Our lunch conversation, as usual, had wandered finally to the upcoming presidential race.
"All right," said my exasperated friend Ron, a conservative Republican, "I guess I'm resigned to the fact that you won't vote at all in November. But you're a politics junkie! Surely you'll be rooting for someone!"
And it dawned on me that, yes, despite 32 years of persistent nonvoting, I've usually rooted for one of the major presidential candidates, always seeing one potential master as slightly less odious than the other. Likewise, for purely strategic reasons in the struggle for liberty, there's typically been a reason to cast, if not a vote, then a hip-hip-hooray for one lying nitwit over another.
In September 1992, when Bush the Elder was defending his throne against Clinton the Pretender, the great Murray Rothbard discussed this issue of rooting vs. voting in the sorely missed Rothbard-Rockwell Report. He wrote:
"…whom should we cheer for on Election Day? Whom should we hope wins the election? Voting is a matter of personal conscience, and can be for one of many minor candidates or for no one at all; rooting on who should win is a different problem, because regardless of who you or I vote for, or whether we vote at all, one of the two major candidates is sure to win in November. Whom should we hope wins, or are all the considerations so equally weighted that we should be indifferent? Regardless of our hopes, no minor candidate will win, and the office of President, alas, will not be declared vacant. …
"In 1992, I am indifferent to whom one votes for, but I'm definitely rooting for Bush over Clinton."
It was strictly a question of strategy, Murray said. "Under whose reign," he wrote, "will we have a better chance to build up the paleo-movement…?" The proper strategy in that election, he believed, was to vote for Bush or not but in particular to root for Bush to pull out a victory so that, first, the socialistic hordes would be held back a while longer and, second, an organized paleo-right could be positioned to ride to power in 1996 on the back of a crumbling Bush Administration.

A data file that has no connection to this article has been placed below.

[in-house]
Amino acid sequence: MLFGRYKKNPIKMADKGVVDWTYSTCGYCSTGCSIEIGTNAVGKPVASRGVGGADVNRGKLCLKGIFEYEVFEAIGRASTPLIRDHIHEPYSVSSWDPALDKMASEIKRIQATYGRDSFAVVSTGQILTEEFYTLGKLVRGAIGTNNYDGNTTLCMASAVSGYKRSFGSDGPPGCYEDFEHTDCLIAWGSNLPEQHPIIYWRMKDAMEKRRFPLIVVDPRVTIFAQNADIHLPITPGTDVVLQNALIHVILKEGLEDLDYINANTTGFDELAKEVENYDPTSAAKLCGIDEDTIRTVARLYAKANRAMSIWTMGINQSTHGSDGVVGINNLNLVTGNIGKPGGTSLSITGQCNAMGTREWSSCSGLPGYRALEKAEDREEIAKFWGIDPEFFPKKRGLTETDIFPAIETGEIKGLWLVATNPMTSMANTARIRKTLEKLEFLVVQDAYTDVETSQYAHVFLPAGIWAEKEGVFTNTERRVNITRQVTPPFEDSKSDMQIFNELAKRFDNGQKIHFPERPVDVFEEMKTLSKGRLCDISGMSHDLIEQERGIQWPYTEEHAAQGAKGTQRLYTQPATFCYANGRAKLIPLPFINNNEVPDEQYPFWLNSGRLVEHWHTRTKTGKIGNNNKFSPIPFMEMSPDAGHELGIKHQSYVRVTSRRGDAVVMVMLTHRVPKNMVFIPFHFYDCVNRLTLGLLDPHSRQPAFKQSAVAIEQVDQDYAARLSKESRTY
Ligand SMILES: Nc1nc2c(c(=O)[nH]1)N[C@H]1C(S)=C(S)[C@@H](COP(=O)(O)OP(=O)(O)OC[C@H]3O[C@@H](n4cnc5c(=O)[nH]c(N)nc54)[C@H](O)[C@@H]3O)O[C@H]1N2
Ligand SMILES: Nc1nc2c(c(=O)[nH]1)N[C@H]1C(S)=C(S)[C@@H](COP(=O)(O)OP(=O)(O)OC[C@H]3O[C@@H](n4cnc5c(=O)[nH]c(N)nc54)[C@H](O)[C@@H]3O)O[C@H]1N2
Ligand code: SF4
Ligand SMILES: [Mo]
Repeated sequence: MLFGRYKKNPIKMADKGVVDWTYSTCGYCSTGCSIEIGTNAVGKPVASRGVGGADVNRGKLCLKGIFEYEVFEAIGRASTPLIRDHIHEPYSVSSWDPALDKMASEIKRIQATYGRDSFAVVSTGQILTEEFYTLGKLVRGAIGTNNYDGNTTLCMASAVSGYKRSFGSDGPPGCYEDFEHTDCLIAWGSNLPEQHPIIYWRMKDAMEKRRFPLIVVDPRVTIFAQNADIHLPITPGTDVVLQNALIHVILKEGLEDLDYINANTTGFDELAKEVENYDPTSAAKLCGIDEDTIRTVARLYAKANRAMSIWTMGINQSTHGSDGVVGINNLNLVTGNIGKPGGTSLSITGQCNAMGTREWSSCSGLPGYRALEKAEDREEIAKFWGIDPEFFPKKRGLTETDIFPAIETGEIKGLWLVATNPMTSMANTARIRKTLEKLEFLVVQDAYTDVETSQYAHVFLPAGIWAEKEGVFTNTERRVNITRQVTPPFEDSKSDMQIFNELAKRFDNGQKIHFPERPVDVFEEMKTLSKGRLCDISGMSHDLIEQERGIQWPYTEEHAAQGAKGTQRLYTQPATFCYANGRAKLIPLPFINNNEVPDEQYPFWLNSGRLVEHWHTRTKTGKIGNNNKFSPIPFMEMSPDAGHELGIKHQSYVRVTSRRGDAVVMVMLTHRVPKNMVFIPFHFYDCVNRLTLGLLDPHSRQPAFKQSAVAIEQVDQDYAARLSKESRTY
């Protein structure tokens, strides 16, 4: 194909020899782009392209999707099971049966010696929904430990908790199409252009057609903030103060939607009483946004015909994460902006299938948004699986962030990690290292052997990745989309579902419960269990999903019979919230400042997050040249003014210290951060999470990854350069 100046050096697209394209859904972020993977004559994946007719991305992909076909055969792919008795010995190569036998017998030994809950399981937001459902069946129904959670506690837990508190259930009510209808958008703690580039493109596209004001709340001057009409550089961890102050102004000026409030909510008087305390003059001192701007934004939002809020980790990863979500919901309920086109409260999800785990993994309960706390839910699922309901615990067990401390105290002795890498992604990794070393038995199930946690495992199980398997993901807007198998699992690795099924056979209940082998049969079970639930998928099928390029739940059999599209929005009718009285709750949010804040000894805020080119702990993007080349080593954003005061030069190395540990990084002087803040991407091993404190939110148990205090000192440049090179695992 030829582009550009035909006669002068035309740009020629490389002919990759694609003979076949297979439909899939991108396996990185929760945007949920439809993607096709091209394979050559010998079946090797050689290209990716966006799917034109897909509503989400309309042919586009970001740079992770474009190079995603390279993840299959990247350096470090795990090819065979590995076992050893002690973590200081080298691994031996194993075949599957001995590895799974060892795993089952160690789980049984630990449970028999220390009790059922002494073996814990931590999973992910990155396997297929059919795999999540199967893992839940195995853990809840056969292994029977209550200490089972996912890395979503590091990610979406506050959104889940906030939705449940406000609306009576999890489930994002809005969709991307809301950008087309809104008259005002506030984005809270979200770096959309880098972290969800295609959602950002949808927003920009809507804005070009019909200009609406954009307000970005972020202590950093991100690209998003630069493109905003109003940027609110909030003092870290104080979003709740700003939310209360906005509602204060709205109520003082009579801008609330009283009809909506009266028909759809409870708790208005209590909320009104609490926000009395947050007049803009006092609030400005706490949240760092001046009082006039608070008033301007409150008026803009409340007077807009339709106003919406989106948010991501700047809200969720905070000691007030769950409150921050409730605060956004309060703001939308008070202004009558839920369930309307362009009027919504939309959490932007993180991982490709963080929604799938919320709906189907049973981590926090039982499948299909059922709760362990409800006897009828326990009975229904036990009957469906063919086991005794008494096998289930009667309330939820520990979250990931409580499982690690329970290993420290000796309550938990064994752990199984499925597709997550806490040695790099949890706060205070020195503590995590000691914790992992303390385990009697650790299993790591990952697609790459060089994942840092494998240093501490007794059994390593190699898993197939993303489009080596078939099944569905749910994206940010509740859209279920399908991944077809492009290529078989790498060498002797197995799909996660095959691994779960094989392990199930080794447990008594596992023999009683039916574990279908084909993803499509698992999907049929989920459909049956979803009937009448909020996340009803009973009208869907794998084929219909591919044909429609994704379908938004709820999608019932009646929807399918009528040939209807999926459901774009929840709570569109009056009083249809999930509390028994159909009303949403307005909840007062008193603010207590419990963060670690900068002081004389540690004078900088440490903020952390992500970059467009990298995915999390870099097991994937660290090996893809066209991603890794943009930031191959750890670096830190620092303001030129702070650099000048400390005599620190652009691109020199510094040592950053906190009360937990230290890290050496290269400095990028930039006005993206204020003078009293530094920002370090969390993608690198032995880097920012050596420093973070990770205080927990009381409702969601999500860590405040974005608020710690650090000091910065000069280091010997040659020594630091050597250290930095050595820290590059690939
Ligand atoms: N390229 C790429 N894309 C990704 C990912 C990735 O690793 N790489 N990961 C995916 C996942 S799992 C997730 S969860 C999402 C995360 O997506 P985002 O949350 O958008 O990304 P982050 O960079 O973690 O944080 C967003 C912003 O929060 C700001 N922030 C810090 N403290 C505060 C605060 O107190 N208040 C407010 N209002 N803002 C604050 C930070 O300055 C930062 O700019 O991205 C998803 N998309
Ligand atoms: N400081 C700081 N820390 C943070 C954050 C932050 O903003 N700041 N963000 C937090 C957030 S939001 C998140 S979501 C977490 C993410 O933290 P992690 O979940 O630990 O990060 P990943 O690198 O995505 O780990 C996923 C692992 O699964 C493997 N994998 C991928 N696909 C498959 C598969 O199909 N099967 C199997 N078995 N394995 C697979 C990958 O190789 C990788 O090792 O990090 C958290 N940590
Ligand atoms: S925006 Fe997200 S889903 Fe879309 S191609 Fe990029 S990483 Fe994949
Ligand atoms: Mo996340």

Murray Rothbard defended the act of voting. But he also appreciated the problem many libertarians have philosophically with electing politicians to abolish politics. He understood the discomfort many of us have with slogging to the polls and casting votes for lesser evils. Most important, though, Murray recognized that whether or not we vote, we can't help but want to root for somebody, even in something as morally bankrupt as a political election. It's in our nature. So…
In 1972, I rooted for McGovern over Nixon, because Nixon was…heck, he was a criminal.
In 1976, I rooted for Carter over Ford, to punish Ford for pardoning Nixon.
In 1980, I rooted for Reagan over Carter, because Carter had to be punished on general principle.
In 1984, I rooted for Mondale over Reagan, because I loathed the neoconservative hawks surrounding Reagan.
In 1988, I rooted for Bush over Dukakis, because Dukakis was, well, Dukakis.
In 1992, I rooted for Bush over Clinton, because Hillary was, well, Hillary.
In 1996, I rooted for Dole over Clinton, because, gee, four more years seemed just too awful.
In 2000, I rooted for Bush Lite over Gore, because Gore was Clinton without the, uh, charm.
As usual, I will cast no ballot on November 2. But what is unusual this election year is that, for the first time since coming of voting age, I will root for no one. As my friend Butler Shaffer pointed out here a few weeks ago, the choice is between one Yale graduate, pro-war, pro-Patriot Act, pro-expansive state member of "Skull-and-Bones" and another Yale graduate, pro-war, pro-Patriot Act, pro-expansive state member of "Skull-and-Bones." As Butler remarked, "It's like getting to choose between emphysema and lung cancer!"
To paraphrase Rothbard, all the considerations this election year are so equally weighted that I am absolutely indifferent to November's outcome.
Is anything sadder than a man who will not vote and cannot even root?
September 15, 2004
Wally Conger [send him mail] is a marketing consultant and writer living on California's central coast. He has been a non-political, anti-party activist in the libertarian movement since 1970. His blog of unfinished essays and spontaneous eruptions can be found at wconger.blogspot.com.